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Semaan, Leslie and John Hillian.

Victoria, Victoria International Development Education Association, 1984. 62pp (text and slide-tape script), $12.50. ISBN 0-921783-04-3, NIGERIA, videocassette. 3/4" VHS $55.00. 1/2" VHS $35.00. Slide-tape $50.00. Distributed by VIDEA, 407-620 View Street, Victoria, B.C. V8W 1J6. (Classroom Resource Kits)

Grades 5 to 9
Reviewed by Graham A. Draper

Volume 16 Number 2
1988 March

Nigeria is one of the most populated countries in Africa. With tremendous petroleum reserves, it has the potential to become a real economic power in the region. Revenues from the export of petroleum have been used to expand the education system, build roads, and develop health-care and agricultural resources. The country has an ancient culture that is still reflected in the tribal customs of the people of modern-day Nigeria. But the future is not all rosy.

Nigeria faces some tough decisions. Petroleum prices have continued to fall, reaching a ten-year low in 1986. Modernization programs built on the expectation of petroleum revenues are in jeopardy. In addition, unstable political conditions hinder the country's ability to respond to economic crises. All in all, Nigeria has many aspects that make it interesting for students in intermediate grades. This production on Nigeria is intended to give teachers a resource that can be used in the classroom. The audio-visual portion comes in slide-tape, and 1/2-inch and 3/4-inch video formats. The videotapes are simply a repackaging of the slide-tape version. A sixty-six-page guide provides the teacher with background information on the various topics, teaching suggestions using work sheets, and a script of the narration.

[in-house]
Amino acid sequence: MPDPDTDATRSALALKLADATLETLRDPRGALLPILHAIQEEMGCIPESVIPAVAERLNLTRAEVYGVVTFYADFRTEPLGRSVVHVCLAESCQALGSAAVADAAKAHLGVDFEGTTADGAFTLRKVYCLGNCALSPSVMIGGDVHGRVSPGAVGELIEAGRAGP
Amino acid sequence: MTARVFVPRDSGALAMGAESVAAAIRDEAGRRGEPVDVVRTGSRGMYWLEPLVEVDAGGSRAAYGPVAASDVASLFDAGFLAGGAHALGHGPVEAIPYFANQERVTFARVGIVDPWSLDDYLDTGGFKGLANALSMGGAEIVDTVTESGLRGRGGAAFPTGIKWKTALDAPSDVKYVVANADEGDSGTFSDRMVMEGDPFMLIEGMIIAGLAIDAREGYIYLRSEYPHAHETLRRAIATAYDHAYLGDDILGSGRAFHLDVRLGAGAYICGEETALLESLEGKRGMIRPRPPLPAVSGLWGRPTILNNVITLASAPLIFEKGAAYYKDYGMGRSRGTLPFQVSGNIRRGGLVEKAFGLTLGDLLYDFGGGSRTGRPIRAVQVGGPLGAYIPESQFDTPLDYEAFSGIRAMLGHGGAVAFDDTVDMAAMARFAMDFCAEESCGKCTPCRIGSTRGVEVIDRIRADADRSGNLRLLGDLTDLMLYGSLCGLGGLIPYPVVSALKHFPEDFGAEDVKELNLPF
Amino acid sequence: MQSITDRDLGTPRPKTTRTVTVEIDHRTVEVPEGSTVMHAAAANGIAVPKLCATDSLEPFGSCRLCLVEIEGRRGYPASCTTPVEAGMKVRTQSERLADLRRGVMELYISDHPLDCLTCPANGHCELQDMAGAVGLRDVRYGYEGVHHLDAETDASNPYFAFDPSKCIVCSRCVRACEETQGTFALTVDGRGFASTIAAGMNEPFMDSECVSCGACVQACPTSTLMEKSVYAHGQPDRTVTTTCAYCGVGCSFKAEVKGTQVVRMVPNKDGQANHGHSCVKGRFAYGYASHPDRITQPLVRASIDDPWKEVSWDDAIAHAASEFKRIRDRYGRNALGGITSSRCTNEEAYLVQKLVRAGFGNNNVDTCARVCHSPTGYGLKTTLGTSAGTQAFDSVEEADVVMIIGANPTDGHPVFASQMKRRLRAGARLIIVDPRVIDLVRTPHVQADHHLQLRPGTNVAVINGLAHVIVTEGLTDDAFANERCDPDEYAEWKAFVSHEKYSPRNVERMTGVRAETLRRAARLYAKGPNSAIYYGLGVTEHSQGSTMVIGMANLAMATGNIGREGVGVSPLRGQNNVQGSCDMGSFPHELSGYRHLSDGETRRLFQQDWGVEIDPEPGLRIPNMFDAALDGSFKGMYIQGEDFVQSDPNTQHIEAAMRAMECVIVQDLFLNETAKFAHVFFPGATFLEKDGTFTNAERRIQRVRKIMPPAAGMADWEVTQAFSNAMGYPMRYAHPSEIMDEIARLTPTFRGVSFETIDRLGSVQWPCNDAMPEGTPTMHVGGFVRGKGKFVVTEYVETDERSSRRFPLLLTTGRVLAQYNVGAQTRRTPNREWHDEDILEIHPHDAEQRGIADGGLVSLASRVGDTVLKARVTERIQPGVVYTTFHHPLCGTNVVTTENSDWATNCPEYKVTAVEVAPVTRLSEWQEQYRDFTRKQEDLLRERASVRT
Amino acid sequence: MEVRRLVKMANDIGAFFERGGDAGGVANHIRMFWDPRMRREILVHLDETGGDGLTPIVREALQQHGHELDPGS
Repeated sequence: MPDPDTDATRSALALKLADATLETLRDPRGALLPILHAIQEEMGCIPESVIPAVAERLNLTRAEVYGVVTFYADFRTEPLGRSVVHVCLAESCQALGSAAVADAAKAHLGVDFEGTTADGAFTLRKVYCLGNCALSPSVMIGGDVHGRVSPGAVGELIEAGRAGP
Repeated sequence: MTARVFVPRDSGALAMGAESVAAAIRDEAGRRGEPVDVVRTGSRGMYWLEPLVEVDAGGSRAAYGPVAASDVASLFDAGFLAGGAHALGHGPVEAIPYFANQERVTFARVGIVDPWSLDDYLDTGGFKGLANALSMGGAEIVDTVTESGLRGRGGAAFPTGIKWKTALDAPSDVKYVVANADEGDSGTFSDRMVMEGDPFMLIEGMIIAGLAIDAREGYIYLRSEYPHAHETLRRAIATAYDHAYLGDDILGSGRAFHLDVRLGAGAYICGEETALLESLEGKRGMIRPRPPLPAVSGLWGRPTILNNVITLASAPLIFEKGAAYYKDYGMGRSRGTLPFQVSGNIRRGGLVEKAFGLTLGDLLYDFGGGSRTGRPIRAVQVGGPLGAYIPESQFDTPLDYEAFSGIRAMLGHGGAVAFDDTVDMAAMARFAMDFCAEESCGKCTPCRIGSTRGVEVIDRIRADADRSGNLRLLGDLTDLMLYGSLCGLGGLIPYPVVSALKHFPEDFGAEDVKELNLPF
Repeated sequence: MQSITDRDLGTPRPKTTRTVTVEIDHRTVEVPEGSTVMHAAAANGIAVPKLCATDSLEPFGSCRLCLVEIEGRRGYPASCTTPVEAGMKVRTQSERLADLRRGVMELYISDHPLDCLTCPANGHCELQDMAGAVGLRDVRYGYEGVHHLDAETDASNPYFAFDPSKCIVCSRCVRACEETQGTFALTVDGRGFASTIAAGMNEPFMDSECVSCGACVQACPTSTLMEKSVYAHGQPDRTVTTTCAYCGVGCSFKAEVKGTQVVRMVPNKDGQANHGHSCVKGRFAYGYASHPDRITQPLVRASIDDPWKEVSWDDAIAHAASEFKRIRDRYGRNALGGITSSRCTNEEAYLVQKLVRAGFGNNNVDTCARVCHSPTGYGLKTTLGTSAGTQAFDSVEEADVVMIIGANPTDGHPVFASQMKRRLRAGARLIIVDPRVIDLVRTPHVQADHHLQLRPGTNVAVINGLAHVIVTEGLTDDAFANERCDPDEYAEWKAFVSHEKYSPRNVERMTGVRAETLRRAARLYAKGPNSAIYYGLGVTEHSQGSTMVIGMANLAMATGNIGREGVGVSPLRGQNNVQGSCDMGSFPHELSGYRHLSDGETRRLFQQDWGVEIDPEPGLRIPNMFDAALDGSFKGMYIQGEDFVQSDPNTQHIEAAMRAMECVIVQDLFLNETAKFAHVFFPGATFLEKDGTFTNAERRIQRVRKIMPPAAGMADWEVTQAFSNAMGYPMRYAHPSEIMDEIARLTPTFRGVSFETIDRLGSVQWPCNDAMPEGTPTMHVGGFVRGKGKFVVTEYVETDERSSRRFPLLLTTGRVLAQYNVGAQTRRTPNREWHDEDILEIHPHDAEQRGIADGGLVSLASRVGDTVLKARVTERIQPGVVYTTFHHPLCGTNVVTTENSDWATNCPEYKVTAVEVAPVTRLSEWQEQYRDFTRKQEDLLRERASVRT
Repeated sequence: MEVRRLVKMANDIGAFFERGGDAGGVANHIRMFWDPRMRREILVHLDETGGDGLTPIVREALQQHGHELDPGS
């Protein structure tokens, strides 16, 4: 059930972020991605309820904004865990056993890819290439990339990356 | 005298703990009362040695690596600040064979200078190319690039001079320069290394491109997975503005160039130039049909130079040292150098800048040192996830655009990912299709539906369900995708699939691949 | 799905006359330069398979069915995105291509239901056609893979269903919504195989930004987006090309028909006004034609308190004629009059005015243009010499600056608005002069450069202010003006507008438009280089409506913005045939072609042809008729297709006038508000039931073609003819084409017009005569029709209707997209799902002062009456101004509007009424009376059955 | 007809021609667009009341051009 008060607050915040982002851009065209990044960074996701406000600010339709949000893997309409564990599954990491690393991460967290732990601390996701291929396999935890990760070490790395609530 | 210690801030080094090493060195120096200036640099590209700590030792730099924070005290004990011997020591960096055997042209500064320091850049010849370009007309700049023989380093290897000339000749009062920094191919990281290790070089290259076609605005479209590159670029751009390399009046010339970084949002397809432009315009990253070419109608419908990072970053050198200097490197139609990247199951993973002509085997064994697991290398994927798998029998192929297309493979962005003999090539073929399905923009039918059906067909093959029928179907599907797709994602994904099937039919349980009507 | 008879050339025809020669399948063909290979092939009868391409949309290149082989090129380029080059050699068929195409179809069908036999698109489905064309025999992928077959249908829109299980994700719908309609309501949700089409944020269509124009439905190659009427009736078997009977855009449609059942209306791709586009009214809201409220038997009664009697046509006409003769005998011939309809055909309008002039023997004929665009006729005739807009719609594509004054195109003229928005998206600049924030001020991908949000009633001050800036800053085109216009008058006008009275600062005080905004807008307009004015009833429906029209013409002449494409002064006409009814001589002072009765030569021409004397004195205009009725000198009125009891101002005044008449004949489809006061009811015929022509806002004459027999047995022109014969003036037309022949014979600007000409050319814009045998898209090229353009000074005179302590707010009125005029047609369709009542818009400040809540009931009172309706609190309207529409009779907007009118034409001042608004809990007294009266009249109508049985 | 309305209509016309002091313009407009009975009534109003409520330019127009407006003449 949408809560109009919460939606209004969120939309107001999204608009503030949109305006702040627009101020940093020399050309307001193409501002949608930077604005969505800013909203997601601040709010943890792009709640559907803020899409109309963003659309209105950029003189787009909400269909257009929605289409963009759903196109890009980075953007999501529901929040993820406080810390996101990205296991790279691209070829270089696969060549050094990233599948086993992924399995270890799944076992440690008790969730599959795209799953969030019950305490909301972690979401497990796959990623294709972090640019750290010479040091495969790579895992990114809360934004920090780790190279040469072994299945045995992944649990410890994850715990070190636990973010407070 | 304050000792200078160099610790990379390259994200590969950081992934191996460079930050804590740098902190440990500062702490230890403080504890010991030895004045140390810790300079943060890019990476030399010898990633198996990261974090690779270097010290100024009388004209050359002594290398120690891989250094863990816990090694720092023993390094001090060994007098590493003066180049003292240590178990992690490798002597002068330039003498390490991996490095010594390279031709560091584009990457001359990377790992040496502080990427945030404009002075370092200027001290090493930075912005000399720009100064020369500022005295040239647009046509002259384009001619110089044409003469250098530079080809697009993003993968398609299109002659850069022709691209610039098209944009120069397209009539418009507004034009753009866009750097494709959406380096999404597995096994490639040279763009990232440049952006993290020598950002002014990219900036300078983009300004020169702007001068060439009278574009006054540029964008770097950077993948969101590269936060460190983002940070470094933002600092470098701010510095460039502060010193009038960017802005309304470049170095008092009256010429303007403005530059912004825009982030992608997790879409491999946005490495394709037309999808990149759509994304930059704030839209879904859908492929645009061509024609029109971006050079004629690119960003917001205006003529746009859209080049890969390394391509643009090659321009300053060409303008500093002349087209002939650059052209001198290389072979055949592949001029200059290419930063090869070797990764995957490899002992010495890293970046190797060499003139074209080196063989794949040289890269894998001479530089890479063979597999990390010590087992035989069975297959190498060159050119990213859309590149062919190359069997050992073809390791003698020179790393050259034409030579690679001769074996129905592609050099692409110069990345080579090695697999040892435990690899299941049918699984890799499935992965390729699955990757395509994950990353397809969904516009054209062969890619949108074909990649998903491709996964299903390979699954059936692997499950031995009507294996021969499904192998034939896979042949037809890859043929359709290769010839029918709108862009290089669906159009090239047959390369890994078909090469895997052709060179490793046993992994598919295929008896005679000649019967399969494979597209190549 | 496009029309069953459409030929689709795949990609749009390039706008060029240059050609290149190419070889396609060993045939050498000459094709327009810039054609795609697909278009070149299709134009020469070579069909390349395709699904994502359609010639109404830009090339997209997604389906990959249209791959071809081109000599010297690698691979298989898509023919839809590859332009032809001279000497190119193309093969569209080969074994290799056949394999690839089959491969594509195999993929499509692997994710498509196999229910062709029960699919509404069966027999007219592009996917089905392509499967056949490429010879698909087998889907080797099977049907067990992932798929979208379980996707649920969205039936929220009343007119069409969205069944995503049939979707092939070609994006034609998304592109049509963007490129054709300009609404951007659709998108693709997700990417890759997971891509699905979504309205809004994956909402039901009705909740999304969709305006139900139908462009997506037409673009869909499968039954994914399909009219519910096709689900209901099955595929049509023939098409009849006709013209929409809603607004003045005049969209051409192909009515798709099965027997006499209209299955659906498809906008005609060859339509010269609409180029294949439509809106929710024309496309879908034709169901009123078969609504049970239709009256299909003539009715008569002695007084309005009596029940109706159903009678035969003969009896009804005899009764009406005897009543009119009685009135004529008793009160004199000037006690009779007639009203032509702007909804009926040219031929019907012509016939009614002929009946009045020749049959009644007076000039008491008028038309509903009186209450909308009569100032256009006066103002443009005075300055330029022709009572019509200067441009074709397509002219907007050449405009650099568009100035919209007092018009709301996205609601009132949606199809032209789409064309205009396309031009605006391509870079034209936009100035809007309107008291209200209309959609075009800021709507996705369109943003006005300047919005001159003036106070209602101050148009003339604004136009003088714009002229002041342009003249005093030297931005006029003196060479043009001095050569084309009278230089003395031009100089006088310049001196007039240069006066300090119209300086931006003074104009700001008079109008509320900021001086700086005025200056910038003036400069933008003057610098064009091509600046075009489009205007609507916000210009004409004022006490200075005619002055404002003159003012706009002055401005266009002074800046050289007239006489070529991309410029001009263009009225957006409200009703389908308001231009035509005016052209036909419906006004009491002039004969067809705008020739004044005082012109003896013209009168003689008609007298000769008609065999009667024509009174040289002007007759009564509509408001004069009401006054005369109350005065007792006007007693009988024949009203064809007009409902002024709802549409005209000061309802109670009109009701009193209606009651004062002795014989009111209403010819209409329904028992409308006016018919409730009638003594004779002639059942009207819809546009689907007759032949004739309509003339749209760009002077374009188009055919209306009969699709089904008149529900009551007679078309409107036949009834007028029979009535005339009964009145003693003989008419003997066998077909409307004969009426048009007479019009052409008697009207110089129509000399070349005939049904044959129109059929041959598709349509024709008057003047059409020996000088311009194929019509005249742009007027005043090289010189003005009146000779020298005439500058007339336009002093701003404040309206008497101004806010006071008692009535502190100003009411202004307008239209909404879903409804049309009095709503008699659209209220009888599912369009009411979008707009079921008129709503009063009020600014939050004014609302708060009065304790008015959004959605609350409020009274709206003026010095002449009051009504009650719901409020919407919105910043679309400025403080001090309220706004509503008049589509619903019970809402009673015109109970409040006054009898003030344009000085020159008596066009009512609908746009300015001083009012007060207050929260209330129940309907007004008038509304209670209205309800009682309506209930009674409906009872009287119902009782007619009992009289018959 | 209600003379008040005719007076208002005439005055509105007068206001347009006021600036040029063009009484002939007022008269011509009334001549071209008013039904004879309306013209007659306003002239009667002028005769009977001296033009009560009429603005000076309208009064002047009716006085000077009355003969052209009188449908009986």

Technically, the program is a disappointment. Individually, the pictures are interesting and have a variety of perspectives, but the pace is slow and the narrative monotonous. Reformatting the slide-tape version does not make it any more interesting.

The content of the program also has some serious flaws. The topics are surveyed in a superficial way, offering students few details. There are also few linkages between the topics; this makes the flow choppy and the themes difficult to follow. In addition, there is no attempt to address the problems that the nation faces, such as an economy that earns ninety-five per cent of its export dollars from the sale of petroleum, rapid population growth or political instability. With these omissions, students will be left with the impression that Nigeria is a smoothly modernizing country with quaint remnants of traditional cultures.

Given the program's apparent weaknesses, its purchase is not recommended.

Graham A. Draper, Langstaff Secondary School, Richmond Hill, Ont.
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